'Now is the time to give adults the right to free basic digital skills training'

Ahead of today's debate in Parliament on the future of the Digital Economy Bill, Stephen Evans calls for government to deliver the digital skills that people and employers need

Stephen Evans

Ed tech_editorial

What would we all be talking about if David Cameron hadn’t pledged three million apprenticeships starts in the Conservative Party’s manifesto two years ago? Who knows? But for better or for worse, the FE and skills sector has been pointed at as an area of public policy where providers are constantly juggling policy change, and that’s unlikely to change any time soon. We are a sector that simultaneously wants to be left alone to get with it, yet craves the attention our counterparts in schools and universities enjoy. We want change, but we don’t enjoy change.

It is healthy though, for policy to adapt and update as the needs of learners and the demands of the workplace change and evolve over time.

Take basic skills policy, for example. Adults in this country have a right to access English and maths qualifications up to and including level 2 for free, because we know people must have these skills to function and succeed in life and work and be included in society. For the last decade, the Learning and Work Institute has made the case that there is a third basic skill – digital – and now, as government services become ‘digital by default’, as businesses report debilitating digital skills gaps among the UK’s workforce and as we learn more about the detrimental impacts of digital exclusion in communities across the country, now is the time to give adults the right to free basic digital skills training.

The case has been made. And if you saw the government’s UK Digital Strategy, published in March this year, you will see that a lack of basic digital skills is one of four main reasons for digital exclusion and it’s harmful side-effects. There is a 22 percentage point gap between areas of the country with the highest and lowest basic digitally-skilled populations and a 22 percentage point gap between basic digital skills capabilities of people in rich and poor socioeconomic groups. If you’re poor or live in Wales, you are significantly less likely to have the basic digital needed to get by than if you’re rich or live in London or Scotland.

That’s why the Learning and Work Institute was, as you can imagine, delighted when an announcement was made during the Conservative Party conference last year to prioritise basic digital skills by mirroring the approach taken for adult literacy and numeracy through publicly-funded adult education.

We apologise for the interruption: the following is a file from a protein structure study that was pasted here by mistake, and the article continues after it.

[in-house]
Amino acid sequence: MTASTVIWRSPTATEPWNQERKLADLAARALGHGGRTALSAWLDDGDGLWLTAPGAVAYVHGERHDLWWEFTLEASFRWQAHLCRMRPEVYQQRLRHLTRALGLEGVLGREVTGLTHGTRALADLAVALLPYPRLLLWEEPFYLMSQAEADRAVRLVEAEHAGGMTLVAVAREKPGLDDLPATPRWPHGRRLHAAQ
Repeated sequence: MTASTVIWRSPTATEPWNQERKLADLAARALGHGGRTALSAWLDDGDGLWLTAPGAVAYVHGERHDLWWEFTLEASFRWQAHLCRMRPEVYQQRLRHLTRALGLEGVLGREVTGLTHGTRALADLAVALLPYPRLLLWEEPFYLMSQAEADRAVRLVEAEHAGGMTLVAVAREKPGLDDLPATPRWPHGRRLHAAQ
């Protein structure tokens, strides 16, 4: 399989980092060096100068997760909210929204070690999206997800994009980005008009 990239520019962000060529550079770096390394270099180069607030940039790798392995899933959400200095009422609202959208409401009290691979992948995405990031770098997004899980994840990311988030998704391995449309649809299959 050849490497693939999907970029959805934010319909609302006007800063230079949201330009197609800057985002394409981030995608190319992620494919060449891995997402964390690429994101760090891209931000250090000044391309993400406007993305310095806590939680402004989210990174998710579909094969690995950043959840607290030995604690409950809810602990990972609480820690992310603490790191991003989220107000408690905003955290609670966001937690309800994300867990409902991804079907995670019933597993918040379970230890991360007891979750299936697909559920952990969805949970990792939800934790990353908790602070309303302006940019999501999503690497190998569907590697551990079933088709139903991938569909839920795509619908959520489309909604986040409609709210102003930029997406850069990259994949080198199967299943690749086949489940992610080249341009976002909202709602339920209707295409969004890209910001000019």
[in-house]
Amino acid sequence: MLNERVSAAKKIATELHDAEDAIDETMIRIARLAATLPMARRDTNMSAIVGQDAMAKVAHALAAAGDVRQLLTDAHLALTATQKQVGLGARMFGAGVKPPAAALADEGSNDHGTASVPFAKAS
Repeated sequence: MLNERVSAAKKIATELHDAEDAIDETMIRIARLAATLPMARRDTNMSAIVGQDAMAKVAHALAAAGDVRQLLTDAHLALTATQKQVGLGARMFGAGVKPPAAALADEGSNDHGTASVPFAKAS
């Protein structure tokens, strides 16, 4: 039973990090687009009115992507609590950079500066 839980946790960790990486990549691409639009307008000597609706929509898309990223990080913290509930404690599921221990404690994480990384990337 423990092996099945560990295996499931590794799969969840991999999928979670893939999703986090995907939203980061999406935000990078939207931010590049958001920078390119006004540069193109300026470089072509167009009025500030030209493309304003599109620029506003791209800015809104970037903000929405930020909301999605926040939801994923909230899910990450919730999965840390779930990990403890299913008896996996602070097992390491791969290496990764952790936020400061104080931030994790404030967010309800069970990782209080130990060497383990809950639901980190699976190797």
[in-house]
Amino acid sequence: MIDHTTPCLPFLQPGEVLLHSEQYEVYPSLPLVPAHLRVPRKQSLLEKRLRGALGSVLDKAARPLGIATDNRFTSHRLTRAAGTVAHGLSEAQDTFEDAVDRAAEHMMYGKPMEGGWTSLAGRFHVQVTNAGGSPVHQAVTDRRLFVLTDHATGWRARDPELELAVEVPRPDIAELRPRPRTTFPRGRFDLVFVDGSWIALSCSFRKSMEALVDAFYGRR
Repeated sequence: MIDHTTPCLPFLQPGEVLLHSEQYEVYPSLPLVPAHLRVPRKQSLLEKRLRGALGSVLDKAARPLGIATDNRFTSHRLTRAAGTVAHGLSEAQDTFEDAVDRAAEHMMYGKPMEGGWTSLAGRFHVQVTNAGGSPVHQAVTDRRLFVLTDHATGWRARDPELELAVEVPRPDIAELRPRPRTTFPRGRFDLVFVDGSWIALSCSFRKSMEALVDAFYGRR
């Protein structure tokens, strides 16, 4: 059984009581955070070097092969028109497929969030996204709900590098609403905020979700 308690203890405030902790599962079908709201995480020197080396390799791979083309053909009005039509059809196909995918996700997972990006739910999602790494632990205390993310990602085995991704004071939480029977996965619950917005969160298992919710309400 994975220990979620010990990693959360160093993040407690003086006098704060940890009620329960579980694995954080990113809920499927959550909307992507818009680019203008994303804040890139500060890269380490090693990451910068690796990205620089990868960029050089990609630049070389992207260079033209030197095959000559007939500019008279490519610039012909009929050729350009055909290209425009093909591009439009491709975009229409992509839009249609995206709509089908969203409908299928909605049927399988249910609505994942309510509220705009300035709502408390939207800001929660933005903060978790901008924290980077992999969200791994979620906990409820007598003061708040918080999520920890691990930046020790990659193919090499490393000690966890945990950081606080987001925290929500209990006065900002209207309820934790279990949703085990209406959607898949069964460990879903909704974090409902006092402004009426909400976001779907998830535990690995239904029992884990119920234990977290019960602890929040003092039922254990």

In order to do that, a minister, in this case former skills minister Matthew Hancock MP, now minister for digital at the Department for Culture, Media and Sport, has tried to change the law so digital appears alongside literacy and numeracy as training people have a right to access for free.

That change, in the form of a government amendment to the Digital Economy Bill, is still working its way through Parliament. If the Bill isn’t signed off by both Houses of Parliament (and officially the Queen) by the time Parliament dissolves before the election, the Digital Economy Bill dies, and the basic digital skills entitlement with it.

This afternoon, the House of Commons has to consider nearly 300 amendments made to the Bill by the House of Lords. The Lords then have to either agree or not with the Bill as amended by the Commons until both Houses agree the final wording, in a process known as ‘ping pong’ before dissolution on 3 May.

The Bill has cross-party support, but there are many people who would like to see it fall, for example over new powers within the Bill being extended to government over control of people’s data online. The Digital Skills Entitlement is not one of those controversial provisions.

No one is arguing that the entitlement itself will solve digital exclusion and the digital skills gap. The government’s announcement for free basic digital skills training came with no extra funding and is expected to be funded from an already severely stretched Adult Education Budget. The Learning and Work Institute has made the case, and will up our game during the general election, for an extra £200 million a year to fund extra basic skills training to enable all adults to have access to the basic skills training they need by 2030.

We call for the new digital skills entitlement to be passed, for extra resources for this training, and then for the sector to work together to deliver the digital skills that people and employers need.

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Stephen Evans

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